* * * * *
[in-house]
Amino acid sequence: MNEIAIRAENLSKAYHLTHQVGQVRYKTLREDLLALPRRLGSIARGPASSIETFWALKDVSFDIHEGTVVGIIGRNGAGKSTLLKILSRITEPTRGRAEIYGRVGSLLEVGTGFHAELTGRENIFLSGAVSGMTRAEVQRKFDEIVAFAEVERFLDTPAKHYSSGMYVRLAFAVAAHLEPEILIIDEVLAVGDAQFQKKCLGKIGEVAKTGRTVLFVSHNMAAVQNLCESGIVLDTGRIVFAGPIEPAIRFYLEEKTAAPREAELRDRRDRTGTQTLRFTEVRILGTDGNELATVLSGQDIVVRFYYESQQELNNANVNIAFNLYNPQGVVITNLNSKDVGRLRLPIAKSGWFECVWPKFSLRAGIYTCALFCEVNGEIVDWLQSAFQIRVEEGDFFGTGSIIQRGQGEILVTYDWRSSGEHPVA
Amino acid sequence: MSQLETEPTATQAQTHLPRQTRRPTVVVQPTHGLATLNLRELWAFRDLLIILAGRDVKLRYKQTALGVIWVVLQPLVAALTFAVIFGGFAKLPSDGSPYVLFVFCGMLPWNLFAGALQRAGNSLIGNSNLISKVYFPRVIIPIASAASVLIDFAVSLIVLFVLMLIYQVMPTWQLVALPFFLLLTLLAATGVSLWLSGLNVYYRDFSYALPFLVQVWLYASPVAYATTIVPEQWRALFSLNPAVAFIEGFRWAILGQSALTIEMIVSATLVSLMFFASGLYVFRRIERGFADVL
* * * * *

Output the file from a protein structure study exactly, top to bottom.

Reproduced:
[in-house]
Amino acid sequence: MNEIAIRAENLSKAYHLTHQVGQVRYKTLREDLLALPRRLGSIARGPASSIETFWALKDVSFDIHEGTVVGIIGRNGAGKSTLLKILSRITEPTRGRAEIYGRVGSLLEVGTGFHAELTGRENIFLSGAVSGMTRAEVQRKFDEIVAFAEVERFLDTPAKHYSSGMYVRLAFAVAAHLEPEILIIDEVLAVGDAQFQKKCLGKIGEVAKTGRTVLFVSHNMAAVQNLCESGIVLDTGRIVFAGPIEPAIRFYLEEKTAAPREAELRDRRDRTGTQTLRFTEVRILGTDGNELATVLSGQDIVVRFYYESQQELNNANVNIAFNLYNPQGVVITNLNSKDVGRLRLPIAKSGWFECVWPKFSLRAGIYTCALFCEVNGEIVDWLQSAFQIRVEEGDFFGTGSIIQRGQGEILVTYDWRSSGEHPVA
Amino acid sequence: MSQLETEPTATQAQTHLPRQTRRPTVVVQPTHGLATLNLRELWAFRDLLIILAGRDVKLRYKQTALGVIWVVLQPLVAALTFAVIFGGFAKLPSDGSPYVLFVFCGMLPWNLFAGALQRAGNSLIGNSNLISKVYFPRVIIPIASAASVLIDFAVSLIVLFVLMLIYQVMPTWQLVALPFFLLLTLLAATGVSLWLSGLNVYYRDFSYALPFLVQVWLYASPVAYATTIVPEQWRALFSLNPAVAFIEGFRWAILGQSALTIEMIVSATLVSLMFFASGLYVFRRIERGFADVL